Givenchy and power of a little black dress!!!


Hubert de Givenchy was that rare designer whose work reached everyone from fashion aficionados to the casual observers. It defined an era. It helped create the foundation for what it means to be a fashion icon. His work told the story of glamorous sophistication, female rebellion and the complexities of beauty and desire.
He achieved this remarkable feat with a single little black satin dress worn by Audrey Hepburn in the opening sequence of 1961’s “Breakfast at Tiffany’s.” From the front, the dress was simple enough: sleek and sleeveless with a flattering bateau neckline. From the back, it was dynamic, sexy and utterly sophisticated with its geometric cutouts and the alluring way it framed the nape of the neck.
And it looks as perfect in 2018 as it did 50 years ago. Givenchy didn’t invent the little black dress, but he gave it its enduring cachet. He infused it with meaning beyond the practical and versatile. The dress represented a lifestyle: glamorous, reckless, defiant, urbane. It was Holly Golightly’s dress. She was complicated and sad, confounding and charming. She was not Everywoman. She was exceptional, which is what every woman wants to be. And her signature dress was wondrous.
Givenchy, who died March 10 at age 91, was born a count. He had an aristocratic bearing made even grander by his 6-foot-6 frame. He loved gardens and antiques. As a designer, he came of age during the 1950s and ’60s when haute couture dominated fashion and Paris was the center of it all. He apprenticed with Lucien Lelong and Elsa Schiaparelli, but his greatest influence was fashion’s most famous ascetic Cristobal Balenciaga, who was both a mentor and friend. And when Balenciaga closed his own atelier in 1968, he directed his heartbroken clients to Givenchy.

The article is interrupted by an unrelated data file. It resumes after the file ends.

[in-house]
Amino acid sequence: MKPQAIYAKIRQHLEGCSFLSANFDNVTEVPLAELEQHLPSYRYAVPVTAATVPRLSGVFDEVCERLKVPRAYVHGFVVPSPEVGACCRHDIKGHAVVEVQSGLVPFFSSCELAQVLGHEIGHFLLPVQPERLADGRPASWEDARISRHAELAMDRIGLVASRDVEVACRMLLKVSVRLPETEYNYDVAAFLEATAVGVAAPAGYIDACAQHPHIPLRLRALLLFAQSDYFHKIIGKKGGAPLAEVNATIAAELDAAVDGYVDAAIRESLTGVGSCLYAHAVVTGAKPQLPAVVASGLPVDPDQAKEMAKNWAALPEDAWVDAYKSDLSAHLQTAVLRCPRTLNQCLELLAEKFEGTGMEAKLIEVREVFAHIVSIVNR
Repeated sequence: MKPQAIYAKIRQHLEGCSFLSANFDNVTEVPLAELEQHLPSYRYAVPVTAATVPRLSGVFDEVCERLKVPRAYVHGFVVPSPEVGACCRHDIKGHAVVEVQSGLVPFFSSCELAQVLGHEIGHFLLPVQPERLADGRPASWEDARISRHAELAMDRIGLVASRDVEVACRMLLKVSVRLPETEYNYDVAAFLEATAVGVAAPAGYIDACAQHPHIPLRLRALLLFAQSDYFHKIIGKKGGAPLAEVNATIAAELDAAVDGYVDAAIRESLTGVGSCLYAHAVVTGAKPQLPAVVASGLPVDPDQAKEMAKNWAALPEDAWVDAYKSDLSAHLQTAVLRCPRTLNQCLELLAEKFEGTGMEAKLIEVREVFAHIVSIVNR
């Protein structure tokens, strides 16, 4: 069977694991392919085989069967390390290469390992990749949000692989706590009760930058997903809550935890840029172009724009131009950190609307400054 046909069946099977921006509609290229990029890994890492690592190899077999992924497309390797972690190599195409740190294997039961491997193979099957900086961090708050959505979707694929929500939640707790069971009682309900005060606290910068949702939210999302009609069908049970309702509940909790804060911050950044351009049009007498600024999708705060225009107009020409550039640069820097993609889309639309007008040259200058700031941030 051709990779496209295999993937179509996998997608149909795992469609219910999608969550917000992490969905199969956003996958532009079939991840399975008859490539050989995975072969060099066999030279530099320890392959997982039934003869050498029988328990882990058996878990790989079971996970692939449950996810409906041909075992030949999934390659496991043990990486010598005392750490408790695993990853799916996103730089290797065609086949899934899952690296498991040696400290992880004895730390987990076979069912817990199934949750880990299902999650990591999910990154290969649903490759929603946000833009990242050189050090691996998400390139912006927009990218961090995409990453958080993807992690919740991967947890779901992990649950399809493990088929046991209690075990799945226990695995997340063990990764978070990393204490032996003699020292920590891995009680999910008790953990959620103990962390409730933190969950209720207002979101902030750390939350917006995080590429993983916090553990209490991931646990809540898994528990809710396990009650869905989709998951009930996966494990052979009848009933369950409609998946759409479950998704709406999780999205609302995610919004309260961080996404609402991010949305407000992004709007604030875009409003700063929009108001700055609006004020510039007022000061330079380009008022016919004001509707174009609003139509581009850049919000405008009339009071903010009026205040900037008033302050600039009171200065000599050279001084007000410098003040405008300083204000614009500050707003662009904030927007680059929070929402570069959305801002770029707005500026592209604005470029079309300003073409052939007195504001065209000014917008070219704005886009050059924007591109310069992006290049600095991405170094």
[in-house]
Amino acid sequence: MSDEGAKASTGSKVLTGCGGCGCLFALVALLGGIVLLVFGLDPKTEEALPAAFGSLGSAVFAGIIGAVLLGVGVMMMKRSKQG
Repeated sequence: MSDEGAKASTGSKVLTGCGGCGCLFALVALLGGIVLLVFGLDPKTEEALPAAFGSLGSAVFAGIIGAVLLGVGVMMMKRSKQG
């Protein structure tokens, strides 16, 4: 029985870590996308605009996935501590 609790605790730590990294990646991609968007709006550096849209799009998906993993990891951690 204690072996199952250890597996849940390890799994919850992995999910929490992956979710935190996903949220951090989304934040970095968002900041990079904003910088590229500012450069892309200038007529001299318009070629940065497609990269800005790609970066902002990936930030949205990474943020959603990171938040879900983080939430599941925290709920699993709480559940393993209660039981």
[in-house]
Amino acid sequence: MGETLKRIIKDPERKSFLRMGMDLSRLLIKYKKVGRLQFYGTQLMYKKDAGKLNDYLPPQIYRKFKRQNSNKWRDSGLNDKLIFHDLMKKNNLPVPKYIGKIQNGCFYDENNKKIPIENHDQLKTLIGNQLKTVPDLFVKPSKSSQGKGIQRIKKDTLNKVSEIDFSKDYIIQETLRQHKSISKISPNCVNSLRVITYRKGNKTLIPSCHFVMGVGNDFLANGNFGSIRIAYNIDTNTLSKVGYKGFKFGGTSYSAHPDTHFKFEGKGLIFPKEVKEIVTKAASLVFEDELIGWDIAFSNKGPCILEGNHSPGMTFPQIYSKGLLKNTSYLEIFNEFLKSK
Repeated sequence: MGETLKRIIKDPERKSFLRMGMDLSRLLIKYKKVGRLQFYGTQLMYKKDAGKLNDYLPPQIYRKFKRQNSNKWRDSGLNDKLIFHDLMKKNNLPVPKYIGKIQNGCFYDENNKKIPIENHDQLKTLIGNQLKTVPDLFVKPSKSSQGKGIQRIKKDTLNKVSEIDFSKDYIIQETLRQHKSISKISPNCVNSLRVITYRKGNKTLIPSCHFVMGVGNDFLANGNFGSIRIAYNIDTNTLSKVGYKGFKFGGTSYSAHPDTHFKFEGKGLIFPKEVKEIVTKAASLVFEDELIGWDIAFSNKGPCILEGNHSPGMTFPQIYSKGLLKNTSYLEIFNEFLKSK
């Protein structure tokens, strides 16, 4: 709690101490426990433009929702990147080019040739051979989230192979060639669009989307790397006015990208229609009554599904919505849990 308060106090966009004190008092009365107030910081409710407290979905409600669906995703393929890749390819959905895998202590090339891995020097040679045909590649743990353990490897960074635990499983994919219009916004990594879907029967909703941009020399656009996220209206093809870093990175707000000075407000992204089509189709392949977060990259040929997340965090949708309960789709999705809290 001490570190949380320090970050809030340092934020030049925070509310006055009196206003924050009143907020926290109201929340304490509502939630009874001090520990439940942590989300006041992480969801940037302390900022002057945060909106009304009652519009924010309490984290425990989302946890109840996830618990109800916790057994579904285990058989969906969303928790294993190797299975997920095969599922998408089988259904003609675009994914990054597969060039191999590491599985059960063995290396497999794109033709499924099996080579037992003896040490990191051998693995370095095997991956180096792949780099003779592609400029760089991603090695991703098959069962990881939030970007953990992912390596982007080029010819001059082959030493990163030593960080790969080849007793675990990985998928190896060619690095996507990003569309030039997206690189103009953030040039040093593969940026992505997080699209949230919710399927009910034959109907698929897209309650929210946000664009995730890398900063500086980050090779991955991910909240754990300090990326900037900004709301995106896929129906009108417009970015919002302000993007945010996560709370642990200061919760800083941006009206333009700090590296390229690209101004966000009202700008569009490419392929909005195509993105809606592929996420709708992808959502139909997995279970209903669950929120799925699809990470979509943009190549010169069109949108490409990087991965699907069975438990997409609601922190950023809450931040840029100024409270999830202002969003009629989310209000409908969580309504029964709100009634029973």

Givenchy dressed the grand dames of international society, ranging from France’s Marie-Helene de Rothschild to Americans Bunny Mellon, Lee Radziwill and Jacqueline Kennedy. He didn’t just stitch up luncheon suits and evening gowns for them; he socialized with them and was part of their world.
His work was known for the quality of its lines. He was not the sort of designer who would try to dazzle the eye with elaborate embroidery or lavish beading. Instead, he focused on cut and proportion. His clothes exuded luxury but also restraint. He didn’t simply create clothes; he crafted a vocabulary of style. And it was that ability to seemingly build an entire world out of silk and satin that made his work with Hepburn both memorable and enduring — and allowed it to resonate with generations of women who envisioned themselves as gamines living fully and self-indulgently.
But no matter the many divergent aesthetic points of view or the passage of time, Givenchy remains bound up in the collective cultural memory of a single black dress, the man who created it, the woman who wore it. And the timeless desire for a bright, shiny life of glamour and ease.

Here are some of my favorite Givenchy Vogue patterns:











 

 I actually made this dress (2303) in a fushia crepe!  It was my go to Easter dress for years!!!!!